The rotations with the smallest angle can be found by using a rotation axis perpendicular to both given axes, which can be obtained using the cross product of the two axes

$$q_{\min} = \sqrt{\frac{1 + \vec{u}_a \cdot \vec{u}_b}{2}} + \sqrt{\frac{1 - \vec{u}_a \cdot \vec{u}_b}{2}} \begin{bmatrix} i & j & k \end{bmatrix} \frac{\vec{u}_a \times \vec{u}_b}{\|\vec{u}_a \times \vec{u}_b\|} \tag{4}$$

where $\vec{u}_a$ and $\vec{u}_b$ are both assumed to be of unit length.

The rotations with the largest angle can be found by rotating 180° around the average of the two axis

$$q_{\max} = \begin{bmatrix} i & j & k \end{bmatrix} \frac{\vec{u}_a + \vec{u}_b}{\|\vec{u}_a + \vec{u}_b\|}. \tag{5}$$

And if it is desired these could be converted to rotation matrices. For example the rotation matrix corresponding to equation $(5)$ can simplified down to the following expression

$$R_{\max} = \frac{1}{s_1^2 + s_2^2 + s_3^2} \begin{bmatrix} s_1^2-s_2^2-s_3^2 & 2\,s_1\,s_2 & 2\,s_1\,s_3 \\ 2\,s_2\,s_1 & s_2^2-s_1^2-s_3^2 & 2\,s_2\,s_3 \\ 2\,s_3\,s_1 & 2\,s_3\,s_2 & s_3^2-s_1^2-s_2^2 \end{bmatrix} \tag{6}$$

with $s_n = q_{a,n+1} + q_{b,n+1}\ \forall\,n\in\{1,2,3\}$.

After long hours of search, I realized that it is not a simple problem at all. There are many related papers exists published back in the 1980s 1, 2. The short summary is as follows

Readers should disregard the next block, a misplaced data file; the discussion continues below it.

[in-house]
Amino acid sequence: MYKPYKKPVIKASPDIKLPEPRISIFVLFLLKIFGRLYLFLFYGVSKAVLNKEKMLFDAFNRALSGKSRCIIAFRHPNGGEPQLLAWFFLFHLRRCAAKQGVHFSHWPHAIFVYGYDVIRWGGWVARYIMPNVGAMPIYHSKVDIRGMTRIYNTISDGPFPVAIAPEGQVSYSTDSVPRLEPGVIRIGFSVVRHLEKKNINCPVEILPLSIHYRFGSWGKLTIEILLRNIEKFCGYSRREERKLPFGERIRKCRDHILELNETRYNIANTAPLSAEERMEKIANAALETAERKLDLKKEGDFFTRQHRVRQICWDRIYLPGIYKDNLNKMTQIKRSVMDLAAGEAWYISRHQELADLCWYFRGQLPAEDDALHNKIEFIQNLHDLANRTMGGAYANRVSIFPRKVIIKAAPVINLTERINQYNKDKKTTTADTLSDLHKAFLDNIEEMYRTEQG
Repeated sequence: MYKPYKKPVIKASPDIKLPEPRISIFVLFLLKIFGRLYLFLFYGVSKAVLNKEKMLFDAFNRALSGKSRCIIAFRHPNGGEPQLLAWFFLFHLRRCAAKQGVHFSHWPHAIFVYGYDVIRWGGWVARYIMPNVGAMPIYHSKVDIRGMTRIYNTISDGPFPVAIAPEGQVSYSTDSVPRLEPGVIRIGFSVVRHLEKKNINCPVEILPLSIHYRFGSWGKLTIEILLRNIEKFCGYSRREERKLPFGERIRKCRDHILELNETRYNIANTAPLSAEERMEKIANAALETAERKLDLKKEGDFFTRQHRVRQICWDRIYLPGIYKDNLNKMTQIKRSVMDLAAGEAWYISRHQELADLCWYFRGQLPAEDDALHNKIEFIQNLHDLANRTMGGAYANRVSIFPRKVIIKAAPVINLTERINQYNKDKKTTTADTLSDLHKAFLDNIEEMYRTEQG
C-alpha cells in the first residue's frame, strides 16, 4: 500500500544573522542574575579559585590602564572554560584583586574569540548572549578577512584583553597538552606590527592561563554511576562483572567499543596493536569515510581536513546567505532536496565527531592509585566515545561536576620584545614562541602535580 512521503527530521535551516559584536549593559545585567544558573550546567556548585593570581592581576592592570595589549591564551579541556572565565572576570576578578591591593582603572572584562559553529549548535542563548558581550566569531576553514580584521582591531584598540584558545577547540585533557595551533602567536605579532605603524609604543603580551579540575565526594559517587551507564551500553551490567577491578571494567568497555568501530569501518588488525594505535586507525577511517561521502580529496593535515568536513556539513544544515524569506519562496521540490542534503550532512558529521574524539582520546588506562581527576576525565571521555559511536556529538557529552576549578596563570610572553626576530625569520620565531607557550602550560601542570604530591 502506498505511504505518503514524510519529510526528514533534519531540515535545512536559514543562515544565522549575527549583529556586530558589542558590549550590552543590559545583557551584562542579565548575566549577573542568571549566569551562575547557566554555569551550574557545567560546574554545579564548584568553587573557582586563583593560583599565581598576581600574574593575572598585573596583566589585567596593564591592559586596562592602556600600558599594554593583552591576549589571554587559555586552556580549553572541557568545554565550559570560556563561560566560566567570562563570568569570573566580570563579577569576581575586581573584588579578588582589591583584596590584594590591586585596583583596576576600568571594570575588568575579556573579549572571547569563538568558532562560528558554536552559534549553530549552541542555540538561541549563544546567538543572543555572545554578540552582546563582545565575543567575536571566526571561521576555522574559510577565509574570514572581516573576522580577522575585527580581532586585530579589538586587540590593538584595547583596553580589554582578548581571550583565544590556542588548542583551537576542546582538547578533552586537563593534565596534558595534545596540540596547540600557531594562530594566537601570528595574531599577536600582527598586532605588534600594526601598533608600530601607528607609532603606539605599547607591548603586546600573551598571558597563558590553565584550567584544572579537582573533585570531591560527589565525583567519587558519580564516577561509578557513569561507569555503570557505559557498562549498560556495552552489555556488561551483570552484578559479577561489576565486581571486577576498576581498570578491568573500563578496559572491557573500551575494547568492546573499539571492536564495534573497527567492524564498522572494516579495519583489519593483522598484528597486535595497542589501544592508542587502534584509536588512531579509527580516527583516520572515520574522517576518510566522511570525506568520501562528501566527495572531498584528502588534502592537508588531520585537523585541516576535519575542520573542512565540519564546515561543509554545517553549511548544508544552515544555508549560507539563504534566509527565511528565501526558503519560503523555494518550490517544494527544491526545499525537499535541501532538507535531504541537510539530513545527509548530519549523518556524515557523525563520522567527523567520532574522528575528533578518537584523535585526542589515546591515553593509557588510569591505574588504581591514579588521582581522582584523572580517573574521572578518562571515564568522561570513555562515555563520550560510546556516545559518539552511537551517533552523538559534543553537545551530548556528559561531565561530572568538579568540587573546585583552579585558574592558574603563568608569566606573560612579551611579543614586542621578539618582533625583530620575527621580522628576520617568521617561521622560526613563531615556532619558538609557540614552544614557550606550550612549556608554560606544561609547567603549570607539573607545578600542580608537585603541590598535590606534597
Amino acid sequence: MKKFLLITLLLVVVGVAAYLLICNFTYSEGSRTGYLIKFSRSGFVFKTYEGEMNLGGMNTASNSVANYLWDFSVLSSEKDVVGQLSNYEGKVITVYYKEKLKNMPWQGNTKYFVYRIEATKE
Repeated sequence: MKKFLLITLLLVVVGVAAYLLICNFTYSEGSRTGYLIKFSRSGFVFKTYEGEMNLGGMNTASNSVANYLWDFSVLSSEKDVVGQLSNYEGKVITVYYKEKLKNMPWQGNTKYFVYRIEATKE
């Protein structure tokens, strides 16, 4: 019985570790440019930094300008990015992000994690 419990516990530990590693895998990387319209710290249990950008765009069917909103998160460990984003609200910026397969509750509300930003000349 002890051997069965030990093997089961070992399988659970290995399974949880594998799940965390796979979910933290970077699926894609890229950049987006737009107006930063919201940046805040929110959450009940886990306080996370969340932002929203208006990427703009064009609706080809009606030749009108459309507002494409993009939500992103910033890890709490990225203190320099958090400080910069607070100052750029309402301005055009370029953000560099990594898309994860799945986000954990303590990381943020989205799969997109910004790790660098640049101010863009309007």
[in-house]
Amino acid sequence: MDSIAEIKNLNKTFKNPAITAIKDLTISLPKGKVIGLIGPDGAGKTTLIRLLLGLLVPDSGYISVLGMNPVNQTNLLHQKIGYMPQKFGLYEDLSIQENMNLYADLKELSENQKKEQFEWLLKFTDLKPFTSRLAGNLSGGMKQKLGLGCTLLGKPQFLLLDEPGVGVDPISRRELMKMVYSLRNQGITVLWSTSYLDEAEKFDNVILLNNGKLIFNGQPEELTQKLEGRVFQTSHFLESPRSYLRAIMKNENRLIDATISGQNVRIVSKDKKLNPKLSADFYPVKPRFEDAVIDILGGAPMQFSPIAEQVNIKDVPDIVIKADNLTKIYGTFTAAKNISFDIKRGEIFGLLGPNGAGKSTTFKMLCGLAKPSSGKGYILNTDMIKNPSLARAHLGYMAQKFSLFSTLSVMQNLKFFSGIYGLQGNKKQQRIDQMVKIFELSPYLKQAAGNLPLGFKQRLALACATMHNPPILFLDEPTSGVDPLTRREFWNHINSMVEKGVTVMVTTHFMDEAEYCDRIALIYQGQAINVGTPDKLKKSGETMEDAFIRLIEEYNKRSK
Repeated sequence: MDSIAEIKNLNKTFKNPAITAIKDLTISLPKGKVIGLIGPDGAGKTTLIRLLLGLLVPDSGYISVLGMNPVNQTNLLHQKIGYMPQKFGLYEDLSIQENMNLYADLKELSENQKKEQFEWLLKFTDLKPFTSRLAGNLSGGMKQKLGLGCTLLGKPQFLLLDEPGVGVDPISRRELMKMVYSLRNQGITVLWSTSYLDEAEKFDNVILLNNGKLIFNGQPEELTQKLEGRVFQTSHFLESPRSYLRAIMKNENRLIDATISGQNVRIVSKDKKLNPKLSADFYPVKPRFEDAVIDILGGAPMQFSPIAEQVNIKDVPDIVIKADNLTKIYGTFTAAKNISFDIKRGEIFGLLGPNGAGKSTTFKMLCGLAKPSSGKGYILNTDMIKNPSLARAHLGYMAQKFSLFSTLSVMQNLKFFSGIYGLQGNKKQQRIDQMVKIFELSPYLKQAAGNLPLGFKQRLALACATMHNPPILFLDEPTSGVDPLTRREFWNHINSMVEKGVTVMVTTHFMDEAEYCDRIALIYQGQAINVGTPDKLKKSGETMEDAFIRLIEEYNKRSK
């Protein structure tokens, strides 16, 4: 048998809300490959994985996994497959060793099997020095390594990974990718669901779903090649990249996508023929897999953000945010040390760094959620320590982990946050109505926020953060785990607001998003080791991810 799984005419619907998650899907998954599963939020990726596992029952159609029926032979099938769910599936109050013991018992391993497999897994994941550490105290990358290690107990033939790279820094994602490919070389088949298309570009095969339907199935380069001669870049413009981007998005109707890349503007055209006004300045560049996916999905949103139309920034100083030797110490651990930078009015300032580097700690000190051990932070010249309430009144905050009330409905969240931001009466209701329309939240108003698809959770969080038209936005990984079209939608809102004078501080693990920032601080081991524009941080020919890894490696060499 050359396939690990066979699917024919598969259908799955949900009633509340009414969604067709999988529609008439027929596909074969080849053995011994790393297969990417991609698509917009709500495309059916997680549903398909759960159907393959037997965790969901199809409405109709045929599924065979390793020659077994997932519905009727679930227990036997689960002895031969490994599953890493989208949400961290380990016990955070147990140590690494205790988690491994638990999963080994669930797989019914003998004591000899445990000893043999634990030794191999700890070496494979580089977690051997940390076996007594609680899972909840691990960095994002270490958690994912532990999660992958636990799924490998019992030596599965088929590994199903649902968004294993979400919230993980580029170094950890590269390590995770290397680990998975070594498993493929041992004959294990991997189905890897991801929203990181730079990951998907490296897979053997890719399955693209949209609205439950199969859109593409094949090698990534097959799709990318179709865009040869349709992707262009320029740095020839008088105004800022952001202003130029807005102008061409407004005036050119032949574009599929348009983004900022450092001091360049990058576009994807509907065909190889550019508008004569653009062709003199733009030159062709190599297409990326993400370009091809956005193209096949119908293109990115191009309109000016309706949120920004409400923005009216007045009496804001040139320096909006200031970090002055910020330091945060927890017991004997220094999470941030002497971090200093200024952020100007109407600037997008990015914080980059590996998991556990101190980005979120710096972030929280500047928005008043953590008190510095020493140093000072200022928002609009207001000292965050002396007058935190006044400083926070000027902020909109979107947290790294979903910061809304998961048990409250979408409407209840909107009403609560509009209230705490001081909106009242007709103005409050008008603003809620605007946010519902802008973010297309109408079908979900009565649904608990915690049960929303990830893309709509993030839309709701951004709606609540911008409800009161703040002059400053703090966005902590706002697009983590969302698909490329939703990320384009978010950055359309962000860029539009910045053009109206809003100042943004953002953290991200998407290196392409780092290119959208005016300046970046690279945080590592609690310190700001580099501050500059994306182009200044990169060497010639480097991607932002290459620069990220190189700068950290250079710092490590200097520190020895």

$$^L\textbf{R} \textbf{R}=\textbf{R} ^C\textbf{R}$$

$^L\textbf{R}_{i}=\boldsymbol{e}^{[^L\textbf{r}_i]_\times} , ^C\textbf{R}_i=\boldsymbol{e}^{[^C\textbf{r}_i]_\times}$

$\textbf{M} = \sum_{i=1}^{I}{^L\textbf{r}_i {^C\textbf{r}_i^\top}}$

$\textbf{R} = (\textbf{M}^\top\textbf{M})^{-1/2}\textbf{M}^\top$

Single pair of rotation is not enough to decide the unique solution.

Also, the following post is actually asking the same question. here

If scale translation should be considered as well, Eq 8.27 of this book has the answer.

Here is matlab implementation of this problem.here

• This seems to be a continuation of your question, rather than a proper answer. If that's the case, you can append the contents of this answer in the question itself as an "edit", then remove the answer. Apr 4, 2018 at 20:04
• You are right I have edited it. As above contains the answer to the question as well, I just moved the question part to top. Apr 4, 2018 at 20:13